From the UCLA Film & Television Archive, this is Animated Hair Cartoon, No.18 (1925), from Max Fleischer‘s Red Seal Pictures. Beyond it being fun to watch one face change into another, these images also come together as a pop culture time capsule from the early 20th century. From the historian’s notes:
The “Animated Hair” films, featuring artwork by “Marcus” (not well-known animator Sid Marcus, but a caricaturist for the original humorous Life Magazine) were relatively easy for the studio to produce, using one artist (his hand usually seen on screen drawing the image) and the gimmick of manipulating one caricature with stop motion to create a second caricature (usually by rearranging a hair-do). For example, in this entry, playwright George Bernard Shaw becomes baseball commissioner Kenesaw M. Landis, and Charlie Chaplin morphs into Buster Keaton. Audiences were thrilled. Fifty one “Animated Hair” shorts were produced between 1924 and 1927. This entry (No. 18) was released on July 11, 1925.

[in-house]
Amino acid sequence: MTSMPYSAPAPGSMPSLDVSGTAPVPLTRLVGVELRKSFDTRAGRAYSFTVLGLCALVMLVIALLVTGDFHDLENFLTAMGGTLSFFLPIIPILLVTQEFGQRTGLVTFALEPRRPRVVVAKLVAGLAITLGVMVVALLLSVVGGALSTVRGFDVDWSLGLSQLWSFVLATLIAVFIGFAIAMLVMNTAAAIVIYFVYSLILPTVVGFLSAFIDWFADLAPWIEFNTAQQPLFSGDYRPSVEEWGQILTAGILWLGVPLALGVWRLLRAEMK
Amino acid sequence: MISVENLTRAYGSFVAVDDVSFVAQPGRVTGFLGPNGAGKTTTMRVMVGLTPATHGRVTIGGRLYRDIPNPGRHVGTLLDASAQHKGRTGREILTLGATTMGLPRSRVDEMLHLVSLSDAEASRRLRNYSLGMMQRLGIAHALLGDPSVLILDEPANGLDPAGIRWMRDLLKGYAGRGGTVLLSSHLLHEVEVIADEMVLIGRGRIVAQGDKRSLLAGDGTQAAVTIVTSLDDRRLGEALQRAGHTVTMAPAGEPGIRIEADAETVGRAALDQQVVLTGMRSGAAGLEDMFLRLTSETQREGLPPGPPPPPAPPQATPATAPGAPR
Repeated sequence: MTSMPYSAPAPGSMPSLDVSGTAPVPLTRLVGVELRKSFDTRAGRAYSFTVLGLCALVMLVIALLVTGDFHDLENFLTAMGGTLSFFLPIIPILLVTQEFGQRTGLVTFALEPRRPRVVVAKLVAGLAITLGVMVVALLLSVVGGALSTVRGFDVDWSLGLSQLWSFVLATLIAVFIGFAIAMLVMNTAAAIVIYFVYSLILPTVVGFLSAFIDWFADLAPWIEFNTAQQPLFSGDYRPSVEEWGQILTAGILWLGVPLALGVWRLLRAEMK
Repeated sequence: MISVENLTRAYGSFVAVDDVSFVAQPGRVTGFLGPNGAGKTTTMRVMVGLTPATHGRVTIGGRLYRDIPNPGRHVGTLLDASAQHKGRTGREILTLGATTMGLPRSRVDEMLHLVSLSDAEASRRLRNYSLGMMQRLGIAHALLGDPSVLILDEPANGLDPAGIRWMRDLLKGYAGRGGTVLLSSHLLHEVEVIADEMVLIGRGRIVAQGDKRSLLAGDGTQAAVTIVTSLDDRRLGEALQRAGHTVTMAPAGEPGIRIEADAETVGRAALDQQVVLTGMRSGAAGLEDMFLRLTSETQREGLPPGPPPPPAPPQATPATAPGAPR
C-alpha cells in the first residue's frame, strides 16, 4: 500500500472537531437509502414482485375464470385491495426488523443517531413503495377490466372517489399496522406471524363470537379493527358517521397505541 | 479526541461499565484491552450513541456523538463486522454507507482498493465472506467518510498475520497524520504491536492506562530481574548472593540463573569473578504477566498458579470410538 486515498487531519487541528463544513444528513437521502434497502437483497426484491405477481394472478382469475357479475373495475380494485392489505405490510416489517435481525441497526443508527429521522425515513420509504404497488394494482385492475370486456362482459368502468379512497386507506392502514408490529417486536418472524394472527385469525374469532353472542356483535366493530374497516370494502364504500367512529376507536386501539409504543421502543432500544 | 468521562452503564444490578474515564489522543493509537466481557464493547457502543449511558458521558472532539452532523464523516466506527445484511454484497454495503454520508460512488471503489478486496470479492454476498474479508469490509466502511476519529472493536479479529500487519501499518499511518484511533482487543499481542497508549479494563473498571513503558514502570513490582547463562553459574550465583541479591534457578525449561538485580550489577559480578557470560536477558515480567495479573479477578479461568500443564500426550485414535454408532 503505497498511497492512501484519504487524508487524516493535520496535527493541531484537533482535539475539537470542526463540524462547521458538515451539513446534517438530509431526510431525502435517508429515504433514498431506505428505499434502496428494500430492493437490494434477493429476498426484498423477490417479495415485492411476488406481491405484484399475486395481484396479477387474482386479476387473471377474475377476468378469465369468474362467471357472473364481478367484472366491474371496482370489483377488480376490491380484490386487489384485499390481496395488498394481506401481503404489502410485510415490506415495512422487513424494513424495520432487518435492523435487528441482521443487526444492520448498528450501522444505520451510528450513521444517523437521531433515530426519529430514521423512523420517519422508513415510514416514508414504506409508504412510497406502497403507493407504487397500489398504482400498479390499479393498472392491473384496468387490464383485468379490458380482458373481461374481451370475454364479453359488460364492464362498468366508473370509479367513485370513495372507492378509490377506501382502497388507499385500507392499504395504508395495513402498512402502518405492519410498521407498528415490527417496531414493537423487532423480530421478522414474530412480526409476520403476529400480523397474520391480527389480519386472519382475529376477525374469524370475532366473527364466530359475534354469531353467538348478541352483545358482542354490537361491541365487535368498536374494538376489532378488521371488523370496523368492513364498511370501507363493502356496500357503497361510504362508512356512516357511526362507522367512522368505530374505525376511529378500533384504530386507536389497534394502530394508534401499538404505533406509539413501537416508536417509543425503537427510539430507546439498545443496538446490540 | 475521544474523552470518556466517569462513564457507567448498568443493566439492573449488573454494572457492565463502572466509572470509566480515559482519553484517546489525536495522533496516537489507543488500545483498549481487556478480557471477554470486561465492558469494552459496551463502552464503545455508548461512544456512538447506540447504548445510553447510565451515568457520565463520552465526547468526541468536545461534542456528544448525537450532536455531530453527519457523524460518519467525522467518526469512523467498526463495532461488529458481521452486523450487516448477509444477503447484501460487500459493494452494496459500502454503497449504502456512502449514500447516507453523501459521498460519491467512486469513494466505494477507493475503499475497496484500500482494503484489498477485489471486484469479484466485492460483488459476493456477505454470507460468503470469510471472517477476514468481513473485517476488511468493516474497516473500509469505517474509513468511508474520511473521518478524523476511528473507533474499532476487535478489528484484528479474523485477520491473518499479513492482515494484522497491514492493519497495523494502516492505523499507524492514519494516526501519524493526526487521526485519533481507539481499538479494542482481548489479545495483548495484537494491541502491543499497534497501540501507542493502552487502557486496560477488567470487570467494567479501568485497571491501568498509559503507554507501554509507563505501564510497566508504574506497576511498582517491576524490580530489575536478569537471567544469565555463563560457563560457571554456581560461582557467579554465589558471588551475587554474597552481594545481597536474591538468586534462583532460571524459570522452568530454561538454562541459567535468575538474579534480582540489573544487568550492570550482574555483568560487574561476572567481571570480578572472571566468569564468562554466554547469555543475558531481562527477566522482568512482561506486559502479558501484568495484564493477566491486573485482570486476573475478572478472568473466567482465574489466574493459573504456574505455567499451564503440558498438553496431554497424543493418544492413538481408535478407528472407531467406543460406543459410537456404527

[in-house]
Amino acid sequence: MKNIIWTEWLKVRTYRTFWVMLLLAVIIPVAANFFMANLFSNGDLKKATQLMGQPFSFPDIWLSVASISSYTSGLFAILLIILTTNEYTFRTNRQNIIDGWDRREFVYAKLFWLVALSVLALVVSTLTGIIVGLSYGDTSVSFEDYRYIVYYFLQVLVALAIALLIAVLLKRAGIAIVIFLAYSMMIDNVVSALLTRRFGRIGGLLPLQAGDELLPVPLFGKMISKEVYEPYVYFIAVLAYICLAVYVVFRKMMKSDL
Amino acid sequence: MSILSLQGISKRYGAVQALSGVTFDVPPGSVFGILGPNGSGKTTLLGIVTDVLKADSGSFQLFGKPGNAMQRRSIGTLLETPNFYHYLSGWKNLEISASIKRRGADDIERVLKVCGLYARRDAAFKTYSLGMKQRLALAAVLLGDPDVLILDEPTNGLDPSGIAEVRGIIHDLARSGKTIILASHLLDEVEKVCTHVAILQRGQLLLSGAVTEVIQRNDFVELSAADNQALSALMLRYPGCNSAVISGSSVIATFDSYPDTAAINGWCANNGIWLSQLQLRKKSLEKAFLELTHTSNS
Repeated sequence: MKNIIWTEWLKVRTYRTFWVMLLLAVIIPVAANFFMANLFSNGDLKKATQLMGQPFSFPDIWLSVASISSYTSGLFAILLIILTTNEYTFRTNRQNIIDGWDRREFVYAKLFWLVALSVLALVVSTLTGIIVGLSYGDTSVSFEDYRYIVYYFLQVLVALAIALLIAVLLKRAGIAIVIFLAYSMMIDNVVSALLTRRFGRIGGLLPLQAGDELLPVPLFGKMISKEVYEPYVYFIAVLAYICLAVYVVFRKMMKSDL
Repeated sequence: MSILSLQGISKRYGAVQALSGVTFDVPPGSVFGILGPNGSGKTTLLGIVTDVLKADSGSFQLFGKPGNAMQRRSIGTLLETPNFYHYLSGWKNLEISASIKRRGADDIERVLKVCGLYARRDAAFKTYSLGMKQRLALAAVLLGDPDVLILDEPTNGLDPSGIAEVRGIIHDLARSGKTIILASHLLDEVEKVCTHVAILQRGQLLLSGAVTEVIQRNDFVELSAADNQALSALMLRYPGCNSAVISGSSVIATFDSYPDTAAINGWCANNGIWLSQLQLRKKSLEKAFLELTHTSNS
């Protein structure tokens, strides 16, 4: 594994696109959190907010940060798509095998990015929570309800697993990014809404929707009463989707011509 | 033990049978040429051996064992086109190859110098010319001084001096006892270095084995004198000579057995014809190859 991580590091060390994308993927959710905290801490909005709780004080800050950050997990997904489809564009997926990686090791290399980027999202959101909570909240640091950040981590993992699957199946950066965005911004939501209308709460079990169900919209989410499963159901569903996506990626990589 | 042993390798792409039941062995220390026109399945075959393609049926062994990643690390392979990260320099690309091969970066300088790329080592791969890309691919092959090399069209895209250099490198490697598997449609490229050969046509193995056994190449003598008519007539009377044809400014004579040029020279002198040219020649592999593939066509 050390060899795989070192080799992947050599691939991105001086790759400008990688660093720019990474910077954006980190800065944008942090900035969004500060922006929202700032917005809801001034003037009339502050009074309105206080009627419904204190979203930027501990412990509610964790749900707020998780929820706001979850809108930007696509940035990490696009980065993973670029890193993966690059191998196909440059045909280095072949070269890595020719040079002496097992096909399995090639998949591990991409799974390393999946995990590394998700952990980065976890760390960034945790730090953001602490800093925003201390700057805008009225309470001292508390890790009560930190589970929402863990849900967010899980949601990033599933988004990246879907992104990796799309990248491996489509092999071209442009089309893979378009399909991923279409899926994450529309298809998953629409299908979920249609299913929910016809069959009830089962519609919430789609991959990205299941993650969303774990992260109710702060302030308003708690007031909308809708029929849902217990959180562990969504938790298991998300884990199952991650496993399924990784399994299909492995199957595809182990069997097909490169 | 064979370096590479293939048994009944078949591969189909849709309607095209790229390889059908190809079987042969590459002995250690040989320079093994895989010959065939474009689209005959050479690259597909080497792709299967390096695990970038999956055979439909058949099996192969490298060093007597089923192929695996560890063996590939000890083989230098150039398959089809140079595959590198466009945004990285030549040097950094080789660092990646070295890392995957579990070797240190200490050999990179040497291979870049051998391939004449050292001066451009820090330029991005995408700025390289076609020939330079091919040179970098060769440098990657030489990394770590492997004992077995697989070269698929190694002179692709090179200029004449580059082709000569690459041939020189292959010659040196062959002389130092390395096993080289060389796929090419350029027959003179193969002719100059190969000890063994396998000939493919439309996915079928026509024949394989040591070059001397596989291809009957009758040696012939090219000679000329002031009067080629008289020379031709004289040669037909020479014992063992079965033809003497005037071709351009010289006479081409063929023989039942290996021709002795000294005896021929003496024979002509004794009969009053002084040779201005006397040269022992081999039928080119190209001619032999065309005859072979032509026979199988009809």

And here’s more about UCLA’s Archives of Animation, from Fig. 1:
Watch more videos from the 1920s and more pioneering animation: Fleischer’s The Tantalizing Fly, Norman McLaren’s Pen Point Percussion, Oskar Fischinger’s Optical Poem, and Ray Harryhausen’s Mother Goose Stories.